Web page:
The resulting piece of software leverages section hashes to identify other pieces of malware. This software has shown us files that may not have been identified previously as part of the family. In the resulting image, Figure 2 below, the new files are shown as dark olive-green rectangles and all newly identified files in the HermeticWiper cluster were indeed malicious. The software also does not need elevated permissions to work or access to the malware itself. All the storage and processing can be done by the server, leaving analysts more time to focus on the higher level analysis. Overall, for our HermeticWiper file, processing took only a matter of minutes.


Figure 2 – HermeticWiper Section Hash Expansion

Future Work in Past Section Hashes of Malware Candidates

We are seeing that many functions are also shared between pieces of malware. The next step is to use a similar process for function hashes, which provides additional means of identifying code similarities between candidate software samples. This process can act as a validation and refinement of the section hash similarity analysis. In our HermeticWiper case study, Figure 2 shows we have two clusters of files: 30 files sharing the same TEXT section and four files sharing a different TEXT. The two clusters share 95 percent of their codebase, which indicates that they are related and potentially reflect two different versions of the same application.

We have observed significant clustering around our malware samples, indicating the possibility of auto-classifying malware. Based on the section or function characteristics, if a majority of the section hashes match with a malicious family, it can be defended against without any in-depth analysis. This form of analysis will force attackers to invest significantly in the development process. Each function and section must be unique, which requires expending more resources for each iteration, rather than making incremental improvements over time.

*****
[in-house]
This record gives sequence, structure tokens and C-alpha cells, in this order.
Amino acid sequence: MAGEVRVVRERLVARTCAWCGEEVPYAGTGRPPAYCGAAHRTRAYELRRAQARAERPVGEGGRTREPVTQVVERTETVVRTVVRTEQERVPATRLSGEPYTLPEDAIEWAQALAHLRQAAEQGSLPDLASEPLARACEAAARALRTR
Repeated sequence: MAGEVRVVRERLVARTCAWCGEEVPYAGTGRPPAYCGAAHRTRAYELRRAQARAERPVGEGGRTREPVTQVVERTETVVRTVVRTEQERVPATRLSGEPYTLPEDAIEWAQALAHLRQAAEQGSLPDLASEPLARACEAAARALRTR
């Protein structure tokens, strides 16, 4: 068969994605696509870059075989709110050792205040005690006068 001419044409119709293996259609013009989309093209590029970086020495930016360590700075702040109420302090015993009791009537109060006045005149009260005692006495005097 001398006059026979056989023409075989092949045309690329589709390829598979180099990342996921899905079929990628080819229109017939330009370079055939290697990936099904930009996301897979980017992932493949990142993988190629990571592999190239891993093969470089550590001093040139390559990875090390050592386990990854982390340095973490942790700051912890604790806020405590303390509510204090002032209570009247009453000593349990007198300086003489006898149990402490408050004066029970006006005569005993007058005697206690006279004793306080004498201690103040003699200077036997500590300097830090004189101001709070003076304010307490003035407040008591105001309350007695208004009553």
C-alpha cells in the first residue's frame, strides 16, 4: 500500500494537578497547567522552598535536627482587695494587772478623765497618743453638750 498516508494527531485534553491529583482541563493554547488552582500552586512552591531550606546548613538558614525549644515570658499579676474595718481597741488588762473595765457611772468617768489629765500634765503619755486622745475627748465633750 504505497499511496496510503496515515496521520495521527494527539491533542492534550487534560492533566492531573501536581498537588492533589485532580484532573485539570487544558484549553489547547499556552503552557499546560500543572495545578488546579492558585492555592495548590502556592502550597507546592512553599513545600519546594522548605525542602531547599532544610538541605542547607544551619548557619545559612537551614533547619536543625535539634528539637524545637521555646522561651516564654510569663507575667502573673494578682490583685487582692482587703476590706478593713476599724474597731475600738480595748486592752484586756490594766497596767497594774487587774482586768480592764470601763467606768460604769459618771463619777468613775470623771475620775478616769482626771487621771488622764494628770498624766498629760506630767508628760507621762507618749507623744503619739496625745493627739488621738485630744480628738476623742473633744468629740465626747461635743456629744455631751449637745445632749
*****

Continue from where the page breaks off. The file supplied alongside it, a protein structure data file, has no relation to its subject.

We also need to deal with unpacking and other forms of obfuscation, which will always present a problem when combating malware developers. Adding capabilities into the tool to auto-detect and remediate obfuscation would allow our process to meet higher levels of success, by comparing content and not encrypted blobs.

Automated file-section hash analysis can significantly speed up analysis, because we have proved with a collection of hashes that we can identify executables through shared features without a significant investment of effort. This tool also highlights some interesting uses for the malware repository that have not been explored previously. While the work we did provided a proof of concept to the SEI Malware Family Analysis (MFA) team, we are interested in expanding its capabilities for faster analysis that does not require downloading malware samples. While our tool is rudimentary at present, it has the potential to become a much larger and sophisticated software suite.